Here again we see how it is effectively just No.19 Tom Trybull who is patrolling this zone. Indeed, for an in-swinger the ball is likely to go in or around here. The structure here would improve if Trybull had a teammate located slightly higher on the edge of the six-yard box. This would provide protection at a different height. Furthermore, presence there would naturally impede Arsenal attackers beginning their runs from a deep.
Here Norwich have left an even greater portion of the near-post zone unoccupied. Aarons has pushed out in case of the short corner, thereby causing Stiepermann (already the lone marker) to pull deeper closer to the goalmouth. Also, Souček has moved much closer to Krul centrally, resulting in some general congestion here. Subsequently, with a free near-post to exploit and Ogbonna having qualitative superiority over Buendía then they can take advantage of Norwich having issues with adjusting to different circumstances.
Although many teams opt to have their most aerially proficient defenders in a zonal structure – a logical decision – physicality is arguably an even more important trait when man-marking. The role of the man-markers is to act as blockers to reduce the momentum attackers from deep can have, thus benefitting them versus the static zonal markers. Therefore, these players should ideally be also able to hold their own over tall, sizeable attackers who are seeking to attack the corner from a position that is originally deeper, in order to gain superiority over the opposition zonal markers.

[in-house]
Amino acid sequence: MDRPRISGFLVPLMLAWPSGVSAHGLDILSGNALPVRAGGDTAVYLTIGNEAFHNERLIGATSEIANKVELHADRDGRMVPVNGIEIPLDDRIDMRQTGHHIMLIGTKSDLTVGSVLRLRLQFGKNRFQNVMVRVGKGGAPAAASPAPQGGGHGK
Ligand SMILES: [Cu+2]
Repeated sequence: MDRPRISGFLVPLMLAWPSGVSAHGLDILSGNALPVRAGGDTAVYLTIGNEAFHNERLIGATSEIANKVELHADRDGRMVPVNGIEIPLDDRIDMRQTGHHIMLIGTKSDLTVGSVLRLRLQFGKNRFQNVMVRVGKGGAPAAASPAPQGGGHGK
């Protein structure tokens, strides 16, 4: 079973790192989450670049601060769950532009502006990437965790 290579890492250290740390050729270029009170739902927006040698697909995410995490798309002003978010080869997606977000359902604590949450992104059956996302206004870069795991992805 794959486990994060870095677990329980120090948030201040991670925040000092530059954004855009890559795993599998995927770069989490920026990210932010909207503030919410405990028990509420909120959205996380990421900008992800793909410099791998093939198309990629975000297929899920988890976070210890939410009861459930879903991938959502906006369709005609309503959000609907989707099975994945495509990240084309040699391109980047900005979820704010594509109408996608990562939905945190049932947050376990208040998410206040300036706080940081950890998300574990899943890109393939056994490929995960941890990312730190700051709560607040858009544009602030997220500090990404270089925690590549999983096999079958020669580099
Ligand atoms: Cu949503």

This is an issue with Norwich. The Canaries squad profile doesn’t lend itself to physical attributes, and those who do go into the zonal marking scheme in the goalmouth. Consequently, the three man-markers are usually: Lewis, Buendía and Pukki. Naturally, this alters with changes in the team. This trio, however, are not suited to the role and do not sufficiently possess the attributes required. However, I think Farke has other, better, options, such as Hernández (who has been used here on occasion) and Stiepermann who can cope better with the demands of this role.
The example above illustrates this extremely well. Buendía is at the back-past tussling with Watford left-back Adam Masina, who has got goal-side. Elsewhere, Pukki and Lewis are locked into duels more centrally. The consequence of this is that Danny Welbeck has become free in a very good position with clear access to the goal.
Here Norwich’s man-markers are evident against Chelsea. In this instance it is Lewis, Hernández and Lukas Rupp who are assigned to the role. Their responsibility is arguably even greater here because of the increased gap between the two distinctive structures. This would allow the deeper Chelsea attackers to create more momentum and overpower Norwich’s zonal markers. Lewis, Hernández and Rupp are positioned rather simplistically here, thereby meaning Chelsea can create separation easier.
Conversely, here versus Everton, we see a better example of how the three man-markers can be utilised better. Hernández is on a line higher than Lewis and Ondrej Duda – a nice example of staggering. Moreover, they are perpendicular to the three Everton players, this is more advantageous for Norwich as offensive movements can be disrupted easier.
Defending corners has been a consistent issue throughout Farke’s reign. Since he took over Norwich have conceded 33 goals from corners, 18% of all goals conceded during his time. This indicates that upon their return to the EFL Championship – a notoriously physical league – adaption may be necessary to minimise concession from these situations. Perhaps summer recruitment may have to be conducted in view of signing more players who are adept aerially.